A young woman staring at space

How much do you want to know about space?

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There is a real lack of awareness when it comes to the value of space to life on Earth. But will perceptions change when we release a new report on the impact of space on the global economy?


A man on the moon with a moon rover

Do we need space?

We cannot see what goes on in the vast vacuum of space, yet every day, people, industries and governments benefit from innovations originally intended for space travel and satellites orbiting above Earth.


Whether it is the GPS systems we rely on in our cars for getting from A to B; the latest weather updates; the smooth and efficient transport of global trade by sea, land, and air; home insulation or wireless headsets; even the camera on our smartphone — they’re all powered by satellites and space innovation.


Did you know:


  • Camera phone technology originally came from work by NASA in the 1990s to design small, scientific cameras for spacecraft?
  • Memory foam pillows were inspired by astronaut seats designed by NASA to ensure a comfortable landing when touching down on the Moon
  • Satellite communications help keep 1.9 million seafarers safe at sea every day
  • Aircraft at 35,000 feet rely on satellite technology to fly safely across the world’s busy skies


Earth from space

The value of space

We decided to find out by conducting the world’s most in-depth survey, asking 20,000 people in 11 countries about global perceptions of space in our ‘What on Earth is the value of space?’* report.


The findings were quite staggering, showing that people had lost sight and were both unaware and concerned when it comes to space. It was a real wake-up call for the industry to educate people on all that space is delivering to their everyday lives, and it is huge.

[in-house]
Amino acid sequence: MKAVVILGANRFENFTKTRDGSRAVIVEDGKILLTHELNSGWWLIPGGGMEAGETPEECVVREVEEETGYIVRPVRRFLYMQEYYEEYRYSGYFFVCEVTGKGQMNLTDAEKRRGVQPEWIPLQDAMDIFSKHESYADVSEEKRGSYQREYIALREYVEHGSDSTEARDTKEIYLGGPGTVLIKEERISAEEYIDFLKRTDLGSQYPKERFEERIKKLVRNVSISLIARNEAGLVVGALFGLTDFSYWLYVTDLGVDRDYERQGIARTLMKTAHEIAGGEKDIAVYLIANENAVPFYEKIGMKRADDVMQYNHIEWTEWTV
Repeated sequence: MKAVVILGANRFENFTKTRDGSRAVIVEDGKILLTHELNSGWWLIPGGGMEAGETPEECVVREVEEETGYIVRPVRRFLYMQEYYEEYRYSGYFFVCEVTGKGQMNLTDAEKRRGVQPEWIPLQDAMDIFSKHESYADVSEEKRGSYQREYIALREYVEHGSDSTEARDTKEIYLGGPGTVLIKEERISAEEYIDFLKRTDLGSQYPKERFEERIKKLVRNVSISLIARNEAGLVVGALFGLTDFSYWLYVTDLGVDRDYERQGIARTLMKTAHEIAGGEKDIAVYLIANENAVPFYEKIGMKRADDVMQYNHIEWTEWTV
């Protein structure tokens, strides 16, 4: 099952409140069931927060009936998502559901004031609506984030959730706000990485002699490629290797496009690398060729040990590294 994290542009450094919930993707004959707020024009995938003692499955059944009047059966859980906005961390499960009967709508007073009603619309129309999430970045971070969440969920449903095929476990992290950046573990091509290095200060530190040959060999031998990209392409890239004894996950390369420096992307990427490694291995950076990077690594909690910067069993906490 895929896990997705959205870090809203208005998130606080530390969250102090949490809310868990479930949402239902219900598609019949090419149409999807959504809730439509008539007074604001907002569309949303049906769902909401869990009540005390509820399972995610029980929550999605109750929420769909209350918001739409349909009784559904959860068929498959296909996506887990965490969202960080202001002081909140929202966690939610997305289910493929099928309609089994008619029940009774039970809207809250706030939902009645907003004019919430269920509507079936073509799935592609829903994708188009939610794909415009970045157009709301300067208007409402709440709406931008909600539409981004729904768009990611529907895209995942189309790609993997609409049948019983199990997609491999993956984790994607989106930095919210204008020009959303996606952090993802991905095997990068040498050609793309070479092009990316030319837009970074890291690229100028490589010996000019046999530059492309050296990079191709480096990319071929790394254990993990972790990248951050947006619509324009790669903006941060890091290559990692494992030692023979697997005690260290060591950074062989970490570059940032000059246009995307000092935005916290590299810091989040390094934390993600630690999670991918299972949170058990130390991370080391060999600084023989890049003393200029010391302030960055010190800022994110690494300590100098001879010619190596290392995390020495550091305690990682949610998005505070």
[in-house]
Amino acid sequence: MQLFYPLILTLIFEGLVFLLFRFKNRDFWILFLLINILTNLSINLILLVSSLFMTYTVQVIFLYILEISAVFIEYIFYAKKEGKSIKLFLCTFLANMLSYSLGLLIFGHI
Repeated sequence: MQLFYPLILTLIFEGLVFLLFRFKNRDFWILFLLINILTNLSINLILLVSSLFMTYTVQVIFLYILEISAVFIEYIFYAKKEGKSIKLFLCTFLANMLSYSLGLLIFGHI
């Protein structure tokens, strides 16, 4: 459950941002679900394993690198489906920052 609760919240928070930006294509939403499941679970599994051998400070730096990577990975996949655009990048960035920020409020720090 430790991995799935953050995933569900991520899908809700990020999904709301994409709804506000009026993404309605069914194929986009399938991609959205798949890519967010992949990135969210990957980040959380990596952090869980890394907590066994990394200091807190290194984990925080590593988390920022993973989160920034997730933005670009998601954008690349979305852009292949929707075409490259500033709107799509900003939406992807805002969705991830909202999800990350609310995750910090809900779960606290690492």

Space debris orbiting the earth

Star Wars or space exploration?

Here’s a snapshot of some of the results:


  • Gen-Z (18-24 years old) are more likely to associate space with Star Wars, aliens and billionaires than older generations who are more likely to associate space with research and exploration.
  • Despite record investment in the space industry in America, enthusiasm for space has waned. Just one in 10 US respondents are interested in working in the space sector and only a third are curious about what happens in space.
  • 97% of all respondents see space as a threat, with space junk and climate change the main concerns.
  • Fewer than one in 10 people think about communications and connectivity when it comes to space.
  •  Business leaders may have a more positive outlook on space than the general population but they still have little appreciation of the benefits it is already delivering – less than a third (30%) think space could help people address the internet globally.

Get ready to shift your views on space

As we currently undergo a second Space Age, with huge private investment and more satellite launches planned than ever before, it seems that innovations from the first Space Age are so embedded in society we take them for granted. And incredible innovations currently taking place by invisible technology up to 36,000 km above us in space pass by unnoticed. But are perceptions about to change?


In 2024, we're set to release groundbreaking research on satellite communications’ financial contribution to the world’s economy which will force people to rethink their attitudes to space and ask the question – can space help rescue the global economy?


Don’t miss out on receiving this important piece of research. Pre-register to receive your exclusive link to download the report when it lands next year.